Solar radiation storm, CME produced by M4.2 flare expected to hit Earth on May 11

1854z may 9 2023

High solar activity was observed on May 10, 2023, primarily due to the enhanced flare potential of Region 3296. The most significant event from the region was an M4.2 flare, which resulted in a well-defined partial halo Coronal Mass Ejection (CME) signature, expected to hit Earth sometime after 18:00 UTC on May 11. The 10 MeV proton flux peaked at 38 pfu, dropped below Minor – S1 solar radiation storm levels by 12:35 UTC on May 9, but still above average, and then rose back over the 10 pfu threshold due to the May 7 CME passage.

The solar activity observed in 24 hours to 00:30 UTC on May 10 reached high levels, with the background X-ray flux still at C-class levels. The number of numbered sunspot groups on the visible solar disk increased to nine. Region 3296 (beta-gamma-delta) experienced significant growth and increased magnetic shear, gaining a clear delta signature within the intermediate area of the spot group.

This region has been highly active and was the source of multiple M-class flares, including an impulsive M6.5 flare at 03:54 UTC on May 9. Various radio bursts and a Type II radio sweep, as well as a Type IV, seemed to be associated with this flare.

goes-x-ray-flux-1-minute may 10 2023

However, the most significant event from the region was the M4.2 flare (R1 – Minor) event, which was notable due to its well-defined partial halo CME signature (with full halo shock) observed in NASA/SOHO LASCO imagery. Multiple radio bursts and Type II and IV sweeps were also observed in relation to this activity. The analysis is underway for this latest notable CME.

may 9 cme lasco

The greater than 10 MeV proton flux was at S1 – Minor levels, peaking at 38 pfu before declining and decreasing below S1 levels by 12:35 UTC on May 9, but remaining enhanced above background. Conditions then increased back over the 10 pfu threshold as a result of the May 7 CME passage. The greater than 2 MeV electron flux was at normal to moderate levels.

goes-proton-flux-5-minutes- may 10 2023

The re-enhancement in the greater than 10 MeV proton flux, due to recent CME activity and May 7 CME arrival, is expected to continue through at least midday on May 10. A decreased chance of any subsequent event exists on May 11, decreasing to a slight chance on May 12, 2023.

The geomagnetic field was quiet to active for most of the day in decreasing response to coronal hole high speed stream (CH HSS) influences. G1 – Minor storm conditions were reached in the last synoptic period of the day, likely in response to the suspected arrival of the May 7 CME.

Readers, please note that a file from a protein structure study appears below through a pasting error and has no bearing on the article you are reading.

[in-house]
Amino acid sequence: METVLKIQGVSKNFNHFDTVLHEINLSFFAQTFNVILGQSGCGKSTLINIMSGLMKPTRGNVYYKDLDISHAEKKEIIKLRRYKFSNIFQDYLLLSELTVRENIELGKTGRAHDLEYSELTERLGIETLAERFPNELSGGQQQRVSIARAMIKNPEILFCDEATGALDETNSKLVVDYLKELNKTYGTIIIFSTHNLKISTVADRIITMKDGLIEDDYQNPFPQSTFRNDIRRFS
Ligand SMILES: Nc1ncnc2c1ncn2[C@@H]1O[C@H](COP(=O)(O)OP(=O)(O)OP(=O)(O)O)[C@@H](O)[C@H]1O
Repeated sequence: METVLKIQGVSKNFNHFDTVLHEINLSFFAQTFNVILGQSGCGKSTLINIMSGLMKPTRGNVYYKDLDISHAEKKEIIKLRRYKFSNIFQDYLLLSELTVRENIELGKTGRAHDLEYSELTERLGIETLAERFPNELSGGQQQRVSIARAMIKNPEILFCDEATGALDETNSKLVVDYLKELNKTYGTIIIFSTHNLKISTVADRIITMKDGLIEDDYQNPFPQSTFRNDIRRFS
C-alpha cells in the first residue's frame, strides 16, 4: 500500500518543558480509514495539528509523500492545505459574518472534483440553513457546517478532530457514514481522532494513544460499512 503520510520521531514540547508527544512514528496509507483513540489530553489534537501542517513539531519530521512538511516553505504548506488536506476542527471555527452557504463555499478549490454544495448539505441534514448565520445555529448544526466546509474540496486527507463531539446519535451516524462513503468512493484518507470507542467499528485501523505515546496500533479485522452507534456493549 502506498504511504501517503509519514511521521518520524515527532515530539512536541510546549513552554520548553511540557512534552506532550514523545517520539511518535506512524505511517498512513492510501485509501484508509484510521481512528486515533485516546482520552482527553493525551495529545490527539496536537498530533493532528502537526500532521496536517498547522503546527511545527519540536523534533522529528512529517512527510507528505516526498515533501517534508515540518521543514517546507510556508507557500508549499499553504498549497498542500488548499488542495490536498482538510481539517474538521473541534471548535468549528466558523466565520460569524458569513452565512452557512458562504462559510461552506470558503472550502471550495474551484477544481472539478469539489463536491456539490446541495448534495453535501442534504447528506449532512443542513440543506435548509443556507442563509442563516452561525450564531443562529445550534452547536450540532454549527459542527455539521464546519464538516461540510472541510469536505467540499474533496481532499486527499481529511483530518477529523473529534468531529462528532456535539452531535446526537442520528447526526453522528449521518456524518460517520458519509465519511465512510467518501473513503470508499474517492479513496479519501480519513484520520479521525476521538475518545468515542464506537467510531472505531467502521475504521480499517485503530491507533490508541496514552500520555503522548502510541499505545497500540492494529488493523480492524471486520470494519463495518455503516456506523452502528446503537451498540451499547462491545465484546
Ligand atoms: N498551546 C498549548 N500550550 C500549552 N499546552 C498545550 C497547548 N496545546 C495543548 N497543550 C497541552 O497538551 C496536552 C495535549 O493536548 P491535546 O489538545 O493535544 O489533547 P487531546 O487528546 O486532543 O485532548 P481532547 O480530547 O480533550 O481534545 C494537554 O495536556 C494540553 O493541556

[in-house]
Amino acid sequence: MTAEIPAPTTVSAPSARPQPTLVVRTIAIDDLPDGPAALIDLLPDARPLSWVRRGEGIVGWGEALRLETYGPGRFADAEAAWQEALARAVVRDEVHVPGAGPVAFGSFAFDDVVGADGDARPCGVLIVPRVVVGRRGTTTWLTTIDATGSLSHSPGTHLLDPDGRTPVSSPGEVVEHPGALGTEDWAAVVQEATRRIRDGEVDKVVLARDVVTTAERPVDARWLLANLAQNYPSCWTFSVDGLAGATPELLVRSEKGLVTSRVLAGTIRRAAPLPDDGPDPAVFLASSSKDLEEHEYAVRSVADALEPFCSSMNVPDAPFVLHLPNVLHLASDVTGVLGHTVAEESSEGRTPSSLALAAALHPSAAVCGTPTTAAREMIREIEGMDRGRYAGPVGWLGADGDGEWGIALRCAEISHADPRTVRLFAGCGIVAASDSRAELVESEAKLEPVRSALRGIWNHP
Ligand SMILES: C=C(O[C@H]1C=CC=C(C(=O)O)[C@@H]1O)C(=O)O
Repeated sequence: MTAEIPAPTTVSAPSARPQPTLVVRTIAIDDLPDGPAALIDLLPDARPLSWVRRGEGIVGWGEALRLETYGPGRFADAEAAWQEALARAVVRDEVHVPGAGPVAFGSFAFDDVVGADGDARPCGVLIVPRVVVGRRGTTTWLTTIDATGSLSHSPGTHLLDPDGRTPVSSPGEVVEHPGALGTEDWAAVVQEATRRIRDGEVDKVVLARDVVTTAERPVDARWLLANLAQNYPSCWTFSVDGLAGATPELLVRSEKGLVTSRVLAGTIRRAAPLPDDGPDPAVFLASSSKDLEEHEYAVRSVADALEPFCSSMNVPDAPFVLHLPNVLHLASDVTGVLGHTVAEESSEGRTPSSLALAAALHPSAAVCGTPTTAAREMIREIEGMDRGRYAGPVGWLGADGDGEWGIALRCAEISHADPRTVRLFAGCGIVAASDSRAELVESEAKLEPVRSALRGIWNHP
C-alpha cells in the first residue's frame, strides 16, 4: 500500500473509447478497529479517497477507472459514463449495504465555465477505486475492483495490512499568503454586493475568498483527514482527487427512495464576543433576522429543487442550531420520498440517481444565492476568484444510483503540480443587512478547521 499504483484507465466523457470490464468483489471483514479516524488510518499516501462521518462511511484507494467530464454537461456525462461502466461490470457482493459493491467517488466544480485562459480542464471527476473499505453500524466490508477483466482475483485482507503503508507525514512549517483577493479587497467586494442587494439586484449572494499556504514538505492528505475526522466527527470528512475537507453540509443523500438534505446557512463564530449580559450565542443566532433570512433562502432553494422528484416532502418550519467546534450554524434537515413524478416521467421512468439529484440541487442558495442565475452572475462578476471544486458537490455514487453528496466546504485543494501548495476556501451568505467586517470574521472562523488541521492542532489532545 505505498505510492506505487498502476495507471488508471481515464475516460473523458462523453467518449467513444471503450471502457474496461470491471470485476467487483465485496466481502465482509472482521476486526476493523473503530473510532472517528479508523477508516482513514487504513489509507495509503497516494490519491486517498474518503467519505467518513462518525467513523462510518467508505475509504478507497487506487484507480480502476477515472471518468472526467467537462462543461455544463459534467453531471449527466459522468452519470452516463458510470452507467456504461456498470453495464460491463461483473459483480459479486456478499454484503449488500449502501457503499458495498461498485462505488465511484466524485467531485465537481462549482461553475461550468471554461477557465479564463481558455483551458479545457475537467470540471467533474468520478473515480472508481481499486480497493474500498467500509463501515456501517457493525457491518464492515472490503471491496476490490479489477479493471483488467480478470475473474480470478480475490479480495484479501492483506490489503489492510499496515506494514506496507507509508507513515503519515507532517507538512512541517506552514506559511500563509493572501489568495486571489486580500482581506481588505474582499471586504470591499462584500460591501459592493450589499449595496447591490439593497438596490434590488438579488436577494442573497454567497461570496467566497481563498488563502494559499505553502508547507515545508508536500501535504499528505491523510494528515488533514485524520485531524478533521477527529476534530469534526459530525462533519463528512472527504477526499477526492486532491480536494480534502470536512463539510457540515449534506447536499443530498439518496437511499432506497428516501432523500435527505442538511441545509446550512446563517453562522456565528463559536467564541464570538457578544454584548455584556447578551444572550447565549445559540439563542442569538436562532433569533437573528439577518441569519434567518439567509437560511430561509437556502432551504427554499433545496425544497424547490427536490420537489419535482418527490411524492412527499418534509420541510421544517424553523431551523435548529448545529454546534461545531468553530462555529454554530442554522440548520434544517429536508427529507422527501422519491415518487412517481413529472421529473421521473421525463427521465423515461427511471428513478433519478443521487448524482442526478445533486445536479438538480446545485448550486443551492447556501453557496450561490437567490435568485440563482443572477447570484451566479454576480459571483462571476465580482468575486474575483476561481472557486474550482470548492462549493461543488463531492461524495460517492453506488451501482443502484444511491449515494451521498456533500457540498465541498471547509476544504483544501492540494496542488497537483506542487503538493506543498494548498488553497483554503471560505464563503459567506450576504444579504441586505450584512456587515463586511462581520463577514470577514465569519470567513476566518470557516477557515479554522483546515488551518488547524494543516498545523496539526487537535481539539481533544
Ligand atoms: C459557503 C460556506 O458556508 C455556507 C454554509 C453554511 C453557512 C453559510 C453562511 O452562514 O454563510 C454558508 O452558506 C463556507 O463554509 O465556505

G2 – Moderate storm levels are likely on May 10 as effects from the apparent arrival of May 7 CME persist. Depending on the CME trajectory, there is a slight, and decreasing chance of G3 – Strong levels associated with the CME effects.

G1 – Minor storms are currently anticipated on May 11, as CME influences continue; however, this forecast may be upgraded based on the analysis of the most recent M4 flare-associated CME. Currently, active conditions are anticipated on May 12 but any CME influences from the most recent CME could continue, and these levels may be upgraded accordingly.

Solar wind parameters reflected a mostly ambient, background state for most of the past 24 hours. Total Interplanetary Magnetic Field (IMF) strength was primarily 4 – 6 nT, and the Bz component underwent primarily weak deviations. Solar wind speed declined from approximately 475 km/s to end-of-period values near 400 km/s.

At approximately 22:10 UTC on May 9, 2023, solar wind parameters indicated a shock passage at the DSCOVR and ACE spacecrafts. Solar wind speeds increased from around 400 km/s to just over 600 km/s, eventually peaking at over 675 km/s. The total field increased to 16 nT, Bz saw a southward deflection to -13 nT, and density increased to peak over 20 ppcm/3.

rtsw 3 day may 10 2023

The interplanetary shock signals the likely early arrival of the anticipated May 7 CME. The bulk of the plasma appears to be mainly directed ahead and north of Earth’s orbital location, but CME passage is expected to continue through May 10 before weakening near the end of the day.

Additional CMEs were analyzed today from solar-related events, some with minor Earth-directed possible components. However, the most recent M4 flare-related partial halo CME is the next noteworthy event for a likely geoeffective component. The analysis is underway as we await additional coronagraph imagery. Initial speed estimates of this CME’s driver are over 1 000 km/s, suggesting a potential arrival at Earth as early as May 11, sometime after 18:00 UTC. Any enhanced conditions will likely continue into May 12.

The solar activity is likely to be moderate with a continuing likelihood of M-class flares and slight chance of X-class flares from May 10 to 12, due primarily to the enhanced flare potential of Region 3296.


1 Forecast Discussion Issued: 2023 May 10 0030 UTC -Prepared by the U.S. Dept. of Commerce, NOAA, Space Weather Prediction Center

Featured image credit: NASA SDO/AIA 131. Acquired at 18:54 UTC on May 9, 2023


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